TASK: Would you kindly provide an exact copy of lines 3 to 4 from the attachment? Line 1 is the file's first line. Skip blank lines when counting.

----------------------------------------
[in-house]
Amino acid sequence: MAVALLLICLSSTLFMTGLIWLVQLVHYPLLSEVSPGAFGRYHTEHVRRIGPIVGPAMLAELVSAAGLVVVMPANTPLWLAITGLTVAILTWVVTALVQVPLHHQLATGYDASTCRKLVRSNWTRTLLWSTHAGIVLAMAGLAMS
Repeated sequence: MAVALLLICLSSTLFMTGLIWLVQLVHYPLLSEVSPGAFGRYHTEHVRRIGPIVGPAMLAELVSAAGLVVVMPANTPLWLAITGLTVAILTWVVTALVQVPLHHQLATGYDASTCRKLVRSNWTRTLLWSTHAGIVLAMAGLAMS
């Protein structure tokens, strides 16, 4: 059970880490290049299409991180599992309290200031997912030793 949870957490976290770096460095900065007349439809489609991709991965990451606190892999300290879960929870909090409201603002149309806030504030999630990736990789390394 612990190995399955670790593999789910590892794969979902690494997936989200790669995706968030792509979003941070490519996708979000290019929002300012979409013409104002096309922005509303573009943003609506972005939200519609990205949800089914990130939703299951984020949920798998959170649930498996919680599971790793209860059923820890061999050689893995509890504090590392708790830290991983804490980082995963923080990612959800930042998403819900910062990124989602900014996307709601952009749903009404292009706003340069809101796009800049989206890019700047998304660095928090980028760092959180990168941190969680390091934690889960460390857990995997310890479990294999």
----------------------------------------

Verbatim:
Repeated sequence: MAVALLLICLSSTLFMTGLIWLVQLVHYPLLSEVSPGAFGRYHTEHVRRIGPIVGPAMLAELVSAAGLVVVMPANTPLWLAITGLTVAILTWVVTALVQVPLHHQLATGYDASTCRKLVRSNWTRTLLWSTHAGIVLAMAGLAMS
């Protein structure tokens, strides 16, 4: 059970880490290049299409991180599992309290200031997912030793 949870957490976290770096460095900065007349439809489609991709991965990451606190892999300290879960929870909090409201603002149309806030504030999630990736990789390394 612990190995399955670790593999789910590892794969979902690494997936989200790669995706968030792509979003941070490519996708979000290019929002300012979409013409104002096309922005509303573009943003609506972005939200519609990205949800089914990130939703299951984020949920798998959170649930498996919680599971790793209860059923820890061999050689893995509890504090590392708790830290991983804490980082995963923080990612959800930042998403819900910062990124989602900014996307709601952009749903009404292009706003340069809101796009800049989206890019700047998304660095928090980028760092959180990168941190969680390091934690889960460390857990995997310890479990294999």